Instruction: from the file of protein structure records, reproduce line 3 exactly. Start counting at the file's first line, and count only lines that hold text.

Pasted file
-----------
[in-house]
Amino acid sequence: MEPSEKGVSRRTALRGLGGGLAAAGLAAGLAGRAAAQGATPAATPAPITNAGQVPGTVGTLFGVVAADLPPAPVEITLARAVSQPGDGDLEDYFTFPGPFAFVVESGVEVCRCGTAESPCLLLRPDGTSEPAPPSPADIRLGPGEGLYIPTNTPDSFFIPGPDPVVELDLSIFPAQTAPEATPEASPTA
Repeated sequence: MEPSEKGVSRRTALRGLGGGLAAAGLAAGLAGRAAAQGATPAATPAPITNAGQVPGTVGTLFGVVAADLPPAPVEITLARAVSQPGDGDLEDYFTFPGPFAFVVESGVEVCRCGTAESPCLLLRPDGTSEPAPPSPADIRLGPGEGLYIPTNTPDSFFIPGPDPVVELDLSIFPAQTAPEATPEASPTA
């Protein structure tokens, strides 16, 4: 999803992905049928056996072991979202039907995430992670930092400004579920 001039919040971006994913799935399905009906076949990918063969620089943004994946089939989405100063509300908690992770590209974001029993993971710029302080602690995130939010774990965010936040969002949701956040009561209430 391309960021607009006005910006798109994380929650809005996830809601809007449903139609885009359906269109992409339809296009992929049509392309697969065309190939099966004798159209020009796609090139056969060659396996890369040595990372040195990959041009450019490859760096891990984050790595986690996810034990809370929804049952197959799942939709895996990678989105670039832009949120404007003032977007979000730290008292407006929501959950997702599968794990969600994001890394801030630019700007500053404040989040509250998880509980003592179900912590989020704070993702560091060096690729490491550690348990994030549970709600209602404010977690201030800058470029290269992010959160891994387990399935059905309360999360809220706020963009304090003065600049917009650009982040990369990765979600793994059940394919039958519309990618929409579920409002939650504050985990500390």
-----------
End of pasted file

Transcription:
Repeated sequence: MEPSEKGVSRRTALRGLGGGLAAAGLAAGLAGRAAAQGATPAATPAPITNAGQVPGTVGTLFGVVAADLPPAPVEITLARAVSQPGDGDLEDYFTFPGPFAFVVESGVEVCRCGTAESPCLLLRPDGTSEPAPPSPADIRLGPGEGLYIPTNTPDSFFIPGPDPVVELDLSIFPAQTAPEATPEASPTA